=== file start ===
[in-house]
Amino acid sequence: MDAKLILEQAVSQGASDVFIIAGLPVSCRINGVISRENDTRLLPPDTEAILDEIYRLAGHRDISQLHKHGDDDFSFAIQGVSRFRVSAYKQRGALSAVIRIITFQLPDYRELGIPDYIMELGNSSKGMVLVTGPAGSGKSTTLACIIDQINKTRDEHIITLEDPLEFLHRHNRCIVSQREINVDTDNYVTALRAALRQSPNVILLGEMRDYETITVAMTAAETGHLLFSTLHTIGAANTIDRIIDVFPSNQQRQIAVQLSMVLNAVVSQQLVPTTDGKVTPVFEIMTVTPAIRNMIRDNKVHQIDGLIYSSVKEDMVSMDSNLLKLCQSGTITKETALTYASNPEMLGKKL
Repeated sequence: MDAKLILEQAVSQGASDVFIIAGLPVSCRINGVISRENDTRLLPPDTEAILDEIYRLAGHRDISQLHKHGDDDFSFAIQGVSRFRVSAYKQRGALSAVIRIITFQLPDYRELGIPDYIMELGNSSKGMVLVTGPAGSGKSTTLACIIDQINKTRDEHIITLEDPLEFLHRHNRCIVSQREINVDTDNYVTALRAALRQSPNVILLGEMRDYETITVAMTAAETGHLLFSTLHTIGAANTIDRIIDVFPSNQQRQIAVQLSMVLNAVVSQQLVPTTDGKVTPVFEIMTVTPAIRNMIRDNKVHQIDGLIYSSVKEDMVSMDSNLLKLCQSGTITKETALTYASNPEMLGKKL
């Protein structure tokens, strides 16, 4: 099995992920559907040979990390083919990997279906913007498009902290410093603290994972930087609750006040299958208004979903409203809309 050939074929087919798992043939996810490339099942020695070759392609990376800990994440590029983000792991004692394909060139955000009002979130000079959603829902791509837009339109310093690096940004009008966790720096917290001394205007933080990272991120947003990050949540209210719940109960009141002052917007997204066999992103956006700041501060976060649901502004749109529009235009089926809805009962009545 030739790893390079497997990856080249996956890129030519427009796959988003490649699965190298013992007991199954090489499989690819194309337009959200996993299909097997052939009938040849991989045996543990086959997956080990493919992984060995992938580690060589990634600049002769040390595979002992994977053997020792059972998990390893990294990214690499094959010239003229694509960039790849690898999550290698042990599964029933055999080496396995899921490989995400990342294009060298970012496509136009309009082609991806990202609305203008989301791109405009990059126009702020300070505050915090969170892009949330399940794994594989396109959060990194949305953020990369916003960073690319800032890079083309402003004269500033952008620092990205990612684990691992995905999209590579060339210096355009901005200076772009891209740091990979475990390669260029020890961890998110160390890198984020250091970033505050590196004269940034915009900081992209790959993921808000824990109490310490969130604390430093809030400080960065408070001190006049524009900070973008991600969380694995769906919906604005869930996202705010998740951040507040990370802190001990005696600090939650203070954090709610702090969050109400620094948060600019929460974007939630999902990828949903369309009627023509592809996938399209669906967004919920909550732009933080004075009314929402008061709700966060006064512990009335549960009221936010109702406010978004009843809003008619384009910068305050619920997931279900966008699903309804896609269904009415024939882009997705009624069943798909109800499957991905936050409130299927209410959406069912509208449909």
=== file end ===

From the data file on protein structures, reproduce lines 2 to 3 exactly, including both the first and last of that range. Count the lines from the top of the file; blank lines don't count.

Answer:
Amino acid sequence: MDAKLILEQAVSQGASDVFIIAGLPVSCRINGVISRENDTRLLPPDTEAILDEIYRLAGHRDISQLHKHGDDDFSFAIQGVSRFRVSAYKQRGALSAVIRIITFQLPDYRELGIPDYIMELGNSSKGMVLVTGPAGSGKSTTLACIIDQINKTRDEHIITLEDPLEFLHRHNRCIVSQREINVDTDNYVTALRAALRQSPNVILLGEMRDYETITVAMTAAETGHLLFSTLHTIGAANTIDRIIDVFPSNQQRQIAVQLSMVLNAVVSQQLVPTTDGKVTPVFEIMTVTPAIRNMIRDNKVHQIDGLIYSSVKEDMVSMDSNLLKLCQSGTITKETALTYASNPEMLGKKL
Repeated sequence: MDAKLILEQAVSQGASDVFIIAGLPVSCRINGVISRENDTRLLPPDTEAILDEIYRLAGHRDISQLHKHGDDDFSFAIQGVSRFRVSAYKQRGALSAVIRIITFQLPDYRELGIPDYIMELGNSSKGMVLVTGPAGSGKSTTLACIIDQINKTRDEHIITLEDPLEFLHRHNRCIVSQREINVDTDNYVTALRAALRQSPNVILLGEMRDYETITVAMTAAETGHLLFSTLHTIGAANTIDRIIDVFPSNQQRQIAVQLSMVLNAVVSQQLVPTTDGKVTPVFEIMTVTPAIRNMIRDNKVHQIDGLIYSSVKEDMVSMDSNLLKLCQSGTITKETALTYASNPEMLGKKL